There’s no question that plant foods (fruits, vegetables, and herbals) are able to synthesize complex chemical bioactive compounds (phytoactives) that are more sophisticated than any human synthetic chemist can create – and in many cases, more efficacious at preventing or treating chronic human diseases and metabolic disorders. Despite the fact that a wider diversity of produce than ever before is available to modern consumers, and ample evidence for effective disease prevention using certain diets is readily available in the popular press, the human race seems to be sliding down a slippery path to largely preventable ill-health. Why? One reason is the basic change that has occurred in both the plant and animal foods on offer in the supermarket – often quite a drastic change from a century ago. Wildcrafted plant foods that provided a plethora of phytoactives and nutrients have been transformed into blander, uniform produce with sometimes limited nutritive value. We’ve lost some of the critical nutrients and extranutritional components that were present in the wild. A second issue is related not to the foods, but to basic lifestyle choices in dietary habits and mobility. If plant science and food science research is expected to come up with answers to these conundrums, we can’t just ‘discover’, we have to deliver. Recent research has concentrated immunoprotective fruit and vegetable phytochemicals for delivery in convenient, and highly bioavailable functional food formats, e.g. colloidal protein-phytochemical aggregate particles, that can serve as unprecedented ingredients to reverse the nutritional deficits. Tests confirmed the favorable sensory properties of the ingredient, and recommended wider applications to counteract the negative trends of Western diets. Most recently, the phytoactive-protein ingredients were incorporated into snack food products with direct utility for meals in transit, and even for humanitarian aid efforts in undernourished populations. Simultaneously, the combination of phytoactive-protein particles addresses structural and formulation challenges (e.g. bar hardening, thermal degradation, or ingredient separations) that are current challenges in the industries. View PowerPoint presentation. View video.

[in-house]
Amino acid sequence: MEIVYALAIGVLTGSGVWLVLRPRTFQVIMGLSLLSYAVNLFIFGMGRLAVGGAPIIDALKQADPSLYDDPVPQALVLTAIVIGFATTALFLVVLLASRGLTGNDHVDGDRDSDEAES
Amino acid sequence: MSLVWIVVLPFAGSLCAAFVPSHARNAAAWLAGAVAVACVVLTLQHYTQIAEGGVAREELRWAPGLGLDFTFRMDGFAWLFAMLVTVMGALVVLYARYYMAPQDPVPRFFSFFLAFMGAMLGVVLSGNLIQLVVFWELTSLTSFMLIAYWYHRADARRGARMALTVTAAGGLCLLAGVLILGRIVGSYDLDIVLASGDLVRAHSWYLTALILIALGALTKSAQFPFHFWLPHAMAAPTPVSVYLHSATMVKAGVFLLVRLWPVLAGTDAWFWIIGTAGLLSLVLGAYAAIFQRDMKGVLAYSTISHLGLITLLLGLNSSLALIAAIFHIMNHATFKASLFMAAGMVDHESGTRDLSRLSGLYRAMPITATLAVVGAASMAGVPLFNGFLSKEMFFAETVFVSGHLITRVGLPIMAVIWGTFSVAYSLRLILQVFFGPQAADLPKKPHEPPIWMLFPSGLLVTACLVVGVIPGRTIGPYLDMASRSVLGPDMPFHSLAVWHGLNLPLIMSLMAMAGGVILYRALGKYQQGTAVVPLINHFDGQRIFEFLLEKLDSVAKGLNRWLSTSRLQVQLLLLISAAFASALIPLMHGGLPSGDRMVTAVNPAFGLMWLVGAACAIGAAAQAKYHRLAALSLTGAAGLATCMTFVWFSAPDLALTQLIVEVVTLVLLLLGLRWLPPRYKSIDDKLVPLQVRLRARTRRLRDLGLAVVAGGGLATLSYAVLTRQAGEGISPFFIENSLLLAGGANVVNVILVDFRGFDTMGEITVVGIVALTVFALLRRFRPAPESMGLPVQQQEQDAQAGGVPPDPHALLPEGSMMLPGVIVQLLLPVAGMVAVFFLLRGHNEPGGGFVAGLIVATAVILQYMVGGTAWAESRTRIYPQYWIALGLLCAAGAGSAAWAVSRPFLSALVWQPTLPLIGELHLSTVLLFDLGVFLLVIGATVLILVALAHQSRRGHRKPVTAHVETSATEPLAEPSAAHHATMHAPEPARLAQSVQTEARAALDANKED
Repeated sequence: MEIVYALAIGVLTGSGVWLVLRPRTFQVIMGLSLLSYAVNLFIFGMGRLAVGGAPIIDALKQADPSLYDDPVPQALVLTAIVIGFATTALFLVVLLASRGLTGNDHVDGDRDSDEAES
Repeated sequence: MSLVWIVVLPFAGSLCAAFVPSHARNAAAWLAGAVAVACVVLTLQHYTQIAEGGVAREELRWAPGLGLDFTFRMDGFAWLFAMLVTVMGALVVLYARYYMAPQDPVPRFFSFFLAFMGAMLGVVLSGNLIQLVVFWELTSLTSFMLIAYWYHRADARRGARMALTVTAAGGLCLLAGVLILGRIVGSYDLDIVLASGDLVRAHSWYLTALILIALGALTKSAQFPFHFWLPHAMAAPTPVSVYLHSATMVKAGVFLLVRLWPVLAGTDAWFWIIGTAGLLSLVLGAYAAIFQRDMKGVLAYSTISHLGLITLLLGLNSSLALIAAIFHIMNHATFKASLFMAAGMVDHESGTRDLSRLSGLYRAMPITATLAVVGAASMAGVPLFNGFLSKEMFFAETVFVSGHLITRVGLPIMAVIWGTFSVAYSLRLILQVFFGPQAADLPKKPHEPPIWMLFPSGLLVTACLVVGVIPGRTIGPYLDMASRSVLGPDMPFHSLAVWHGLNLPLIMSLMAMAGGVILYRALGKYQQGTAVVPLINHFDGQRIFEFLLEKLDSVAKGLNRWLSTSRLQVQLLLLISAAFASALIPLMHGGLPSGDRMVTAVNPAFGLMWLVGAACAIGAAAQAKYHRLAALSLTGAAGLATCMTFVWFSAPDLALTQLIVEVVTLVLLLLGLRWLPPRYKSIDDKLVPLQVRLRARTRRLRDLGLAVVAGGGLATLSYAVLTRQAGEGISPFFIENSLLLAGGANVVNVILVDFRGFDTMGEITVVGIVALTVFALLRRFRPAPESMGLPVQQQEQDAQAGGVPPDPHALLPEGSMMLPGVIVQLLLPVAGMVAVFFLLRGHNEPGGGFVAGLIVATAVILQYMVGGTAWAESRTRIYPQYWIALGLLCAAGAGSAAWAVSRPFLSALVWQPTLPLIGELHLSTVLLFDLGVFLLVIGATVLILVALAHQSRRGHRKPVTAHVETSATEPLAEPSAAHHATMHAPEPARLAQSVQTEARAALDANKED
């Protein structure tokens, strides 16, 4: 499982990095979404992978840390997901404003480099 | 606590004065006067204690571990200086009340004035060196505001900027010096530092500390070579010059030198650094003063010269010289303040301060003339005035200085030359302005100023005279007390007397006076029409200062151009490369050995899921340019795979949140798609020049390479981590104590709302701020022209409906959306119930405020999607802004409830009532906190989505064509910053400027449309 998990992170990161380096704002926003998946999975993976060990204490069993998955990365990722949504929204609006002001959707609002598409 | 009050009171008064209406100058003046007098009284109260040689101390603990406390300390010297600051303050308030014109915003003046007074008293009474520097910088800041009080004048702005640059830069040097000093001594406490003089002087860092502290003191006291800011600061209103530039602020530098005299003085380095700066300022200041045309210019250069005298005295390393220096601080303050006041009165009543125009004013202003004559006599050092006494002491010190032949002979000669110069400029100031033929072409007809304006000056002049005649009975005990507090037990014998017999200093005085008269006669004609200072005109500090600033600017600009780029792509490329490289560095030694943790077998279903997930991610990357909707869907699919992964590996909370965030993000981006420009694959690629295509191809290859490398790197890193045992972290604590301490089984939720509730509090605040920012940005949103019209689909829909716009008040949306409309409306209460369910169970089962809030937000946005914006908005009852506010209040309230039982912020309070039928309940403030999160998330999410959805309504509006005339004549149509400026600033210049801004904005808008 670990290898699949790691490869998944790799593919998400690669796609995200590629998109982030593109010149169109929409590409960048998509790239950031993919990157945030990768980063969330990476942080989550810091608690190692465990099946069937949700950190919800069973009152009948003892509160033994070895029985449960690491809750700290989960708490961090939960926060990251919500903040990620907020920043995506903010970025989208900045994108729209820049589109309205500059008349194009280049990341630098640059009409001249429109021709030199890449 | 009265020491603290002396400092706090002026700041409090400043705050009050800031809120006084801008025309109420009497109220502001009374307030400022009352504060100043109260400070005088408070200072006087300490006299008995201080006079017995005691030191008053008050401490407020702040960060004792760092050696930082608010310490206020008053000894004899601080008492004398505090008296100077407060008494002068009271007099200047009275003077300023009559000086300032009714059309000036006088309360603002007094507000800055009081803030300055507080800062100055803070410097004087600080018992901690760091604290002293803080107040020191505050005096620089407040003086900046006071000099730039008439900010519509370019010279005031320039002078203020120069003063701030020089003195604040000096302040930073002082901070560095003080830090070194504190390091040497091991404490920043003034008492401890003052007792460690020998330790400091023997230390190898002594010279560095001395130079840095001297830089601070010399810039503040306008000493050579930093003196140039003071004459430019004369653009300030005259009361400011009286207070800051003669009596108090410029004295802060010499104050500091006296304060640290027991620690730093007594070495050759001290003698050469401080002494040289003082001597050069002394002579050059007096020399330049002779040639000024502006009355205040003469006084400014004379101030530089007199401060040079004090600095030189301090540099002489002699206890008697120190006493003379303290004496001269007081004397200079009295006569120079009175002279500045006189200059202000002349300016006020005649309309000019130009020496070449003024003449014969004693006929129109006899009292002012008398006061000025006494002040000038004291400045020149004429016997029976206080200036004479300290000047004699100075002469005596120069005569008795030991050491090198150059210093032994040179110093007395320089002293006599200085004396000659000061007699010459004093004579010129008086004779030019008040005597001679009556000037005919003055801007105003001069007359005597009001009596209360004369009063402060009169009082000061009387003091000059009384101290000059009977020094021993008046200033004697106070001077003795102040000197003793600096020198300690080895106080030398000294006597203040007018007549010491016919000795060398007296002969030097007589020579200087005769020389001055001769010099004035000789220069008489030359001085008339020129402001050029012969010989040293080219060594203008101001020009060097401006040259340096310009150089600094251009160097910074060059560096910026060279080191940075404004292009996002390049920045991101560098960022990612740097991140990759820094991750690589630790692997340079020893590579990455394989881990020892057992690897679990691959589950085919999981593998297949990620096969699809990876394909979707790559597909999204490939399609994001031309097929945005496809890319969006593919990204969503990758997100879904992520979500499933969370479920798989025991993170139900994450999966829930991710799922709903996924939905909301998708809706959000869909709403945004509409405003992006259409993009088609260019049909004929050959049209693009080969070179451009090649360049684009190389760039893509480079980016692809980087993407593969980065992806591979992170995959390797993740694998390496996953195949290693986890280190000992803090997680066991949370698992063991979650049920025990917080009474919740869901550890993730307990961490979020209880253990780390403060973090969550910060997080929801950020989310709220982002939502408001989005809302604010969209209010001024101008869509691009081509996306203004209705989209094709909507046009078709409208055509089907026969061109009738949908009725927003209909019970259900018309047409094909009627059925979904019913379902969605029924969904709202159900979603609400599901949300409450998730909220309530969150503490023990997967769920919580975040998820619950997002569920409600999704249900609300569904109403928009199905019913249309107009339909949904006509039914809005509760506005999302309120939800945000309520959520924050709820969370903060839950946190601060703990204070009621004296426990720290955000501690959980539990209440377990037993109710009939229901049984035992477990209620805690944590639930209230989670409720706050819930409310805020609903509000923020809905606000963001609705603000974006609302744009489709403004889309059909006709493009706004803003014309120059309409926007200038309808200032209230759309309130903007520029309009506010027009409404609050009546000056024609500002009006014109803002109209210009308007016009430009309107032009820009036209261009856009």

Appetite For Life – Wednesday, March 13, 2019: “Diet-Gut Microbiome Interactions: Whose diet is it anyway?” presented by Johanna Lampe, PhD, Full Member and Associate Division Director in the Public Health Sciences Division at Fred Hutchinson Cancer Research Center and a Research Professor in the Department of Epidemiology at the University of Washington in Seattle
The human diet includes many types of compounds that are metabolized to varying degree by gut microbes. The interaction between dietary intake and the gut microbiome may influence cancer risk in humans. Many of the bioactives in plant foods that have been shown to prevent cancer in experimental animal models and are associated with lower cancer risk in human observational studies are metabolized by gut microbes to a variety of metabolites. In humans, wide ranges in circulating levels of these metabolites among individuals in response to a standard dose of a phytochemical suggest large interindividual variation in the gut microbial capacity to metabolize the parent compounds. Several classes of phytochemicals have been extensively studied for their potential role in cancer prevention. In the context of dietary interventions, we have shown that differences in gut microbial metabolism can substantially affect circulating levels of the bioactive metabolites and biomarkers of cancer risk. General recommendations encouraging people to consume diets rich in vegetables, fruit, whole grains, legumes, and nuts provide a foundation for cancer prevention, but do not necessarily assure adequate exposure to these bioactive compounds by the majority of individuals. Overall, the human gut microbiome plays an important role in host exposure to bioactives from plant foods and therefore possibly cancer risk. Understanding the impact of diet-microbial community interactions on cancer risk may help to guide future prevention strategies. View PowerPoint presentation. View video.